Believe it or not, corn is a food that’s quite often better frozen than fresh. That’s because corn loses flavor and nutrients as it sits at room temperature. So depending on whether it’s in season, by the time it’s gone from the farm to the market to your kitchen, fresh corn might pale in comparison to the frozen kind.
“I love frozen corn because it’s always sweet and already cleaned,” says Moore. “It’s frozen so quickly, it isn’t starchy. I make pantry dinners like a canned black bean and frozen corn salad with a fresh lime pimentón vinaigrette. Add some fresh elements like a little red onion and chopped red bell pepper, and it tastes like you spent all day cooking! I always make a big batch—it tastes even better the next day, so it’s great for meal prep and make-ahead lunches.”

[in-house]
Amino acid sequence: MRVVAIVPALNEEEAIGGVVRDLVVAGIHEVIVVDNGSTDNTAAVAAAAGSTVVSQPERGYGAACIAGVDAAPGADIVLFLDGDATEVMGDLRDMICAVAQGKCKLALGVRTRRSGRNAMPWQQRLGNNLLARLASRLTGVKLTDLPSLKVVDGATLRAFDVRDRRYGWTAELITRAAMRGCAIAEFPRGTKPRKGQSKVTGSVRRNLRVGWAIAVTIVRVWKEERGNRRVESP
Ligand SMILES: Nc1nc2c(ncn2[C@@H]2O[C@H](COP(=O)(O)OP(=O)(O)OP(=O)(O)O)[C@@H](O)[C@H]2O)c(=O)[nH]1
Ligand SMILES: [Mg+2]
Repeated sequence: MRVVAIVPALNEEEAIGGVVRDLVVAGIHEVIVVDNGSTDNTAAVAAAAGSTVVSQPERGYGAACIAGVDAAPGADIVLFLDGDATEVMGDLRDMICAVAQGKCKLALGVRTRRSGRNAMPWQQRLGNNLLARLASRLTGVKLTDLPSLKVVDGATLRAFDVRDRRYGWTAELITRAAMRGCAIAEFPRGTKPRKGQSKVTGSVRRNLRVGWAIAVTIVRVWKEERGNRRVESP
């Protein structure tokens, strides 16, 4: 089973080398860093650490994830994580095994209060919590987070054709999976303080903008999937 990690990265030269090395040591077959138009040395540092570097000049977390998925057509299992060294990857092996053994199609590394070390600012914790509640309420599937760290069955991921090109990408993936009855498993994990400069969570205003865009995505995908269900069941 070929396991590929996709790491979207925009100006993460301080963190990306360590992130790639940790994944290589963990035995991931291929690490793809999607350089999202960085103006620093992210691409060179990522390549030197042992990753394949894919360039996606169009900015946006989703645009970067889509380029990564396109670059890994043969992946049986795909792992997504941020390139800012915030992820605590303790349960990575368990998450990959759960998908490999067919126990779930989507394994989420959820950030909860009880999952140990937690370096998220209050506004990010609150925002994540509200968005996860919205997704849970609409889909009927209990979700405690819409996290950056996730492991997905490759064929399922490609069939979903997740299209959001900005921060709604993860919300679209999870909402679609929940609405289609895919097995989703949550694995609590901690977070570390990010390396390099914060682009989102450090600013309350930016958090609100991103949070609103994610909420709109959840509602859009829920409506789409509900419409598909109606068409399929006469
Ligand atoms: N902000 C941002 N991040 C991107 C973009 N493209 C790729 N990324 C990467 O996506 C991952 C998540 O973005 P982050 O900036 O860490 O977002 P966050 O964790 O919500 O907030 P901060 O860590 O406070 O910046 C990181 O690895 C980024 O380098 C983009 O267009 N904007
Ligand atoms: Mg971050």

Making dumplings from scratch is something many chefs would rather do at work than at home. Not only that, but air-frying a bag of frozen dumplings is a lot faster than takeout! “I use frozen dumplings to make a chicken soup with bok choy, frozen broccoli and ginger,” says Moore. “Dress the bowls with Sriracha, soy sauce and sesame oil. Everyone loves them! It’s faster than takeout and really delicious if you have a cold.” Having these items on hand will also help you when meal planning—and when you forget to figure out your menu for the week.
You’ll rarely, if ever, find fresh peas at the supermarket, nor would you want to. These delicate pulses have a short shelf life once picked, so by flash-freezing peas shortly after harvesting, they can make it to market without losing an ounce of quality.